HILO, Hawaii – Equal Pay Day was recognized in Hawaii County on Tuesday with a mayoral proclamation and a council presentation.
Equal Pay Day, held April 4 in the United States, is dedicated to raising awareness of the gender pay gap.
Elizabeth Hansen of the Hilo Branch of the American Association of University Women says the pay gap is in Hawaii is smaller (corrected) than the national average.
Hansen read the proclamation from Mayor Harry Kim before the start of the Hawai’i County Governmental Relations and Economic Development Committee.
Meanwhile in Washington D.C., Hawaii’s Congresswoman Tulsi Gabbard marked Equal Pay Day as well, and cosponsored the Paycheck Fairness Act.
on April 4, 2017
Washington, DC — In recognition of Equal Pay Day, Rep. Tulsi Gabbard (HI-02) cosponsored the Paycheck Fairness Act, introduced by Rep. Rosa DeLauro (CT-03) and Senator Patty Murray (D-WA). The legislation would strengthen the Equal Pay Act of 1963 and guarantee that women can challenge pay discrimination and hold employers accountable.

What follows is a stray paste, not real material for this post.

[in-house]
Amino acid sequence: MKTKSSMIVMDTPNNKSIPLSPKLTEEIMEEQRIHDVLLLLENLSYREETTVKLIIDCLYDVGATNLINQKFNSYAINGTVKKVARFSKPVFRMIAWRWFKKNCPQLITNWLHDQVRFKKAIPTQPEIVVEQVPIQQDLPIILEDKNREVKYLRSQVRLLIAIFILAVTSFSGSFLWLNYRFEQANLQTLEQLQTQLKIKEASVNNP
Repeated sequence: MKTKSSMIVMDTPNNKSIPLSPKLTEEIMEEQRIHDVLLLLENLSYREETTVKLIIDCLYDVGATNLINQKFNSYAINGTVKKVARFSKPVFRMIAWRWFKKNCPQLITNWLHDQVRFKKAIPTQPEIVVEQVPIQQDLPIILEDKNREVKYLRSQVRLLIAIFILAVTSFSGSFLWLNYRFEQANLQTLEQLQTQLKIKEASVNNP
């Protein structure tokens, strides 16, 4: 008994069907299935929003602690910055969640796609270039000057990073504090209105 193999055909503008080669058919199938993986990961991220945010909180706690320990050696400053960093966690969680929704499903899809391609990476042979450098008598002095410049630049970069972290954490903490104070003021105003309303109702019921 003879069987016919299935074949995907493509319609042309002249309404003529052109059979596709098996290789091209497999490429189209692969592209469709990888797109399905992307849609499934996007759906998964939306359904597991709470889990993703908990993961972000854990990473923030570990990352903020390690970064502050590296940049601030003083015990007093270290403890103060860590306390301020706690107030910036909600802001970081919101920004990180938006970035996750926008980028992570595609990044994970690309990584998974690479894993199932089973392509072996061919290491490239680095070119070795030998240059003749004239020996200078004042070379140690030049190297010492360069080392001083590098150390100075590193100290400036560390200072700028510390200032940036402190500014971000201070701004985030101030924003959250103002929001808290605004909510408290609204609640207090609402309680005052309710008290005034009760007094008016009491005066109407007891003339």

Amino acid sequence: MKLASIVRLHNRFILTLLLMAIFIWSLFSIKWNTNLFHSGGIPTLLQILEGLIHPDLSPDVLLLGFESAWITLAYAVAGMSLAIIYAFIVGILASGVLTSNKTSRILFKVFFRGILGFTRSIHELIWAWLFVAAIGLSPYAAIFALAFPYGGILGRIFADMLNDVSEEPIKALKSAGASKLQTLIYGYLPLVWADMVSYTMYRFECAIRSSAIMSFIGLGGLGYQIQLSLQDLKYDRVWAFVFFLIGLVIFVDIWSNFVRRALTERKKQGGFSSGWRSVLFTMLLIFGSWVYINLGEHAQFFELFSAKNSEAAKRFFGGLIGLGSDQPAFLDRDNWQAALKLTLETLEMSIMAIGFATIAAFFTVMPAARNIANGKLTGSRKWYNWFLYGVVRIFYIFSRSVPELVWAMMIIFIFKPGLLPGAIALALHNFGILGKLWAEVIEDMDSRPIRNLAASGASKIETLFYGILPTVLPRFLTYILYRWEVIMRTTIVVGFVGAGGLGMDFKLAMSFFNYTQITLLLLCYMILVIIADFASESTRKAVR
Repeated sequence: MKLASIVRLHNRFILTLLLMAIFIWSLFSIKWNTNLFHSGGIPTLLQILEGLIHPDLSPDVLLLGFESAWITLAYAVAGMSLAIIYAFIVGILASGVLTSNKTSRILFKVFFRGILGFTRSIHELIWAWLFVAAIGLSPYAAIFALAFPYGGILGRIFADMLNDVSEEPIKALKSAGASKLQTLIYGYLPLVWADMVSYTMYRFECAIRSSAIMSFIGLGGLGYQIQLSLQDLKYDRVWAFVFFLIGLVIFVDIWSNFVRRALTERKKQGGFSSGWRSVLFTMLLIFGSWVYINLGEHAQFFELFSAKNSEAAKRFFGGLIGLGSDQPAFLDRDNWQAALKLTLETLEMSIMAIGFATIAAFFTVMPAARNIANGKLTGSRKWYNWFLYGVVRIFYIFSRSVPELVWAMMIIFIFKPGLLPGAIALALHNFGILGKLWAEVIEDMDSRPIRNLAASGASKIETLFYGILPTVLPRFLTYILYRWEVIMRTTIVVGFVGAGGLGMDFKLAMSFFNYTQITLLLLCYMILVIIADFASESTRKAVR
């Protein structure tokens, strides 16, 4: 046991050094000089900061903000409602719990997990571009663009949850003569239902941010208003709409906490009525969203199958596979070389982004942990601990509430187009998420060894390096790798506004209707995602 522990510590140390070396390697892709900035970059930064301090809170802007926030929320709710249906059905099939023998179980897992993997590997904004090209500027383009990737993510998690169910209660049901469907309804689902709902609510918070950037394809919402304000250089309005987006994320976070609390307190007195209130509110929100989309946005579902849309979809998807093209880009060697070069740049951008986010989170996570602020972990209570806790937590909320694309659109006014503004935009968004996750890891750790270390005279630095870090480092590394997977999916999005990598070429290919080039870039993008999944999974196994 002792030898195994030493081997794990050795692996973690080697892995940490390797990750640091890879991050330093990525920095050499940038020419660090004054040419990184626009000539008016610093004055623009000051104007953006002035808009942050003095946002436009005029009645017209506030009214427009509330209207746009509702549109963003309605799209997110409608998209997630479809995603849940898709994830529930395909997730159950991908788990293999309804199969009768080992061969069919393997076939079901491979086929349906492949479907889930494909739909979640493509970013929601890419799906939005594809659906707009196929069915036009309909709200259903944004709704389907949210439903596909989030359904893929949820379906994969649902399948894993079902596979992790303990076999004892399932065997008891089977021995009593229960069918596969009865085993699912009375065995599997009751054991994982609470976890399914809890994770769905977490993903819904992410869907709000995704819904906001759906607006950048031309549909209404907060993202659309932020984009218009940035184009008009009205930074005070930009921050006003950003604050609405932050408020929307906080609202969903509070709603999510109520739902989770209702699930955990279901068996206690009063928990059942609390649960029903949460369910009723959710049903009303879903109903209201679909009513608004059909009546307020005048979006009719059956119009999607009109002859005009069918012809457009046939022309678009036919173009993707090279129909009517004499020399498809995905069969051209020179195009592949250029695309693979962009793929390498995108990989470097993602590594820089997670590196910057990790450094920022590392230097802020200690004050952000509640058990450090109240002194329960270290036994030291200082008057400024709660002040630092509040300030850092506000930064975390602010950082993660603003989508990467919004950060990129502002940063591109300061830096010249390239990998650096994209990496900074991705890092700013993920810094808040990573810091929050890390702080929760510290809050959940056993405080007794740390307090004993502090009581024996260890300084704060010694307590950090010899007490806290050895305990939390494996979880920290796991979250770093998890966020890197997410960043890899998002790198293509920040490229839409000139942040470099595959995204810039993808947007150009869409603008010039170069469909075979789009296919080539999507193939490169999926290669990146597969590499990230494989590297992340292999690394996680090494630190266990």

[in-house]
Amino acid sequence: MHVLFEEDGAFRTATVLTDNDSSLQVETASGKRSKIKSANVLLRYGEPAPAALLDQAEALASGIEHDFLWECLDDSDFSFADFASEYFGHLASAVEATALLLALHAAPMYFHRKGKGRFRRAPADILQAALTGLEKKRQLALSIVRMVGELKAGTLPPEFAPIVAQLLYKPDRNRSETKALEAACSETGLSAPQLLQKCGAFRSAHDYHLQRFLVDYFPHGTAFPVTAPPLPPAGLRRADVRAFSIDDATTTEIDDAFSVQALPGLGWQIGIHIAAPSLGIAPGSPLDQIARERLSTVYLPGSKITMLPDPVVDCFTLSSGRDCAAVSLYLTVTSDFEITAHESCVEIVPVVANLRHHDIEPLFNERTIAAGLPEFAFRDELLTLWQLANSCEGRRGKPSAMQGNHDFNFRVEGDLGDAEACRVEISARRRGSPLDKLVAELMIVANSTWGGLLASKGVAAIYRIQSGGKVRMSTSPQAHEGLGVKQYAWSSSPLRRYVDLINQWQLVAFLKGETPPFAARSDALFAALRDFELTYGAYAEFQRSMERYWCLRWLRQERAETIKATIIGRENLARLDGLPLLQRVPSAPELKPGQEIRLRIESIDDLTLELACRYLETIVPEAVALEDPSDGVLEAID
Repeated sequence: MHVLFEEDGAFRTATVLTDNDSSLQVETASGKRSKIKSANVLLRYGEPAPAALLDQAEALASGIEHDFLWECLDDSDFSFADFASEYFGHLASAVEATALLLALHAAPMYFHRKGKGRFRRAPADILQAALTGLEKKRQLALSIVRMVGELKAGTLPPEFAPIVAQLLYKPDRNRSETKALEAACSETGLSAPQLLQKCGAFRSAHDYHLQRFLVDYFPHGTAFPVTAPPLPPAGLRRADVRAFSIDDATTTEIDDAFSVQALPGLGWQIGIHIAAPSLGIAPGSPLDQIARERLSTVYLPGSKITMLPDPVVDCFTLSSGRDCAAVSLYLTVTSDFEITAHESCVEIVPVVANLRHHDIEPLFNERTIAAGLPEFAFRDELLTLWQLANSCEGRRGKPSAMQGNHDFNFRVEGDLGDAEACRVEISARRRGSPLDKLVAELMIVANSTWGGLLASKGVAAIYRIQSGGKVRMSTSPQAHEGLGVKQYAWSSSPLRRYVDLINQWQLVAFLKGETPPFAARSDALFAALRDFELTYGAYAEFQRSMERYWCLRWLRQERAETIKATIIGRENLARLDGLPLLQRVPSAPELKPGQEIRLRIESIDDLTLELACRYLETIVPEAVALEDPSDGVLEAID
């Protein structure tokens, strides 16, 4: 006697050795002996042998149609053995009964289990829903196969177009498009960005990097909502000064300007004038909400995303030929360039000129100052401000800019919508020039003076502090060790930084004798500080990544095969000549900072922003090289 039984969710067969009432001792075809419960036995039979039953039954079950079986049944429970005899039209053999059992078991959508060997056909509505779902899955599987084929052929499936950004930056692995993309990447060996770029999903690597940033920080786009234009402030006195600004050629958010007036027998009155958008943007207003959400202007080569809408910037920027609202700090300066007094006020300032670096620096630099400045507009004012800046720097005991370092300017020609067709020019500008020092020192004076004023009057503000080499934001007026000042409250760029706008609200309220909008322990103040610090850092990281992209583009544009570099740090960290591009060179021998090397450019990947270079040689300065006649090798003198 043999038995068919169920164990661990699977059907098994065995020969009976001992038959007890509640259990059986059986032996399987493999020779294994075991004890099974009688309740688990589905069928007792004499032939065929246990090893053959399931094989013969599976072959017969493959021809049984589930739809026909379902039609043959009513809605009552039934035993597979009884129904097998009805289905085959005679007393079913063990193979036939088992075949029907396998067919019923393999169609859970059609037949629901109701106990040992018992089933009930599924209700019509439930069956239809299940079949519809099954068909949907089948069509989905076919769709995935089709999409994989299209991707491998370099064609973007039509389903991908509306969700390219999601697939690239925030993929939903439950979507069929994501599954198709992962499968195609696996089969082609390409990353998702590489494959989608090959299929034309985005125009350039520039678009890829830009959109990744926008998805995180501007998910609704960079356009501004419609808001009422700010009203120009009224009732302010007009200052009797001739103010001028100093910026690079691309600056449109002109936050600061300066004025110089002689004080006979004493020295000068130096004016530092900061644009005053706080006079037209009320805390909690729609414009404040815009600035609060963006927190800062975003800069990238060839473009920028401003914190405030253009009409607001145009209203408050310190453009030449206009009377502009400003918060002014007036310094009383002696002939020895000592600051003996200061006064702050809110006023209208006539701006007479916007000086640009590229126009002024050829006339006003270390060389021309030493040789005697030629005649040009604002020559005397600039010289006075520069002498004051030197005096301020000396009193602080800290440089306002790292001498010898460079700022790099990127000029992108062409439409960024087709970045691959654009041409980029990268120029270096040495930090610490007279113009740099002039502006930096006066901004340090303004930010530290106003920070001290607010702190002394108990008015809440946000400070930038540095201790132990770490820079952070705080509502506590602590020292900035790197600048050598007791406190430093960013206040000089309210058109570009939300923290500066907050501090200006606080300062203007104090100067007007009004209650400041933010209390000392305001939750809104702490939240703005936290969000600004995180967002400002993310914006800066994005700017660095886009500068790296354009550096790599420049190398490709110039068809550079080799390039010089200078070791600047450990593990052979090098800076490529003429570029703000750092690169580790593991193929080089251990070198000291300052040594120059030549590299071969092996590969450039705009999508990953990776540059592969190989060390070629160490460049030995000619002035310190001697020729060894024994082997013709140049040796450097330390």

“Wage discrimination affects women and hard working families trying to pay their bills and put food on the table. Our laws have long supported equal pay for equal work, yet the realities experienced by working women don’t reflect what exists on paper. According to the National Partnership for Women & Families, working women in Hawaiʻi make just 84 cents for every dollar paid to men—creating a wage gap of more than $7,000 each year. The Paycheck Fairness Act will level the playing field for women by increasing protections for employees and strengthening their ability to challenge pay discrimination under the law.”
Background: The Paycheck Fairness Act would strengthen and close loopholes in the Equal Pay Act of 1963 by holding employers accountable for discriminatory practices, ending the practice of pay secrecy, easing workers’ ability to individually or jointly challenge pay discrimination, and strengthening the available remedies for wronged employees.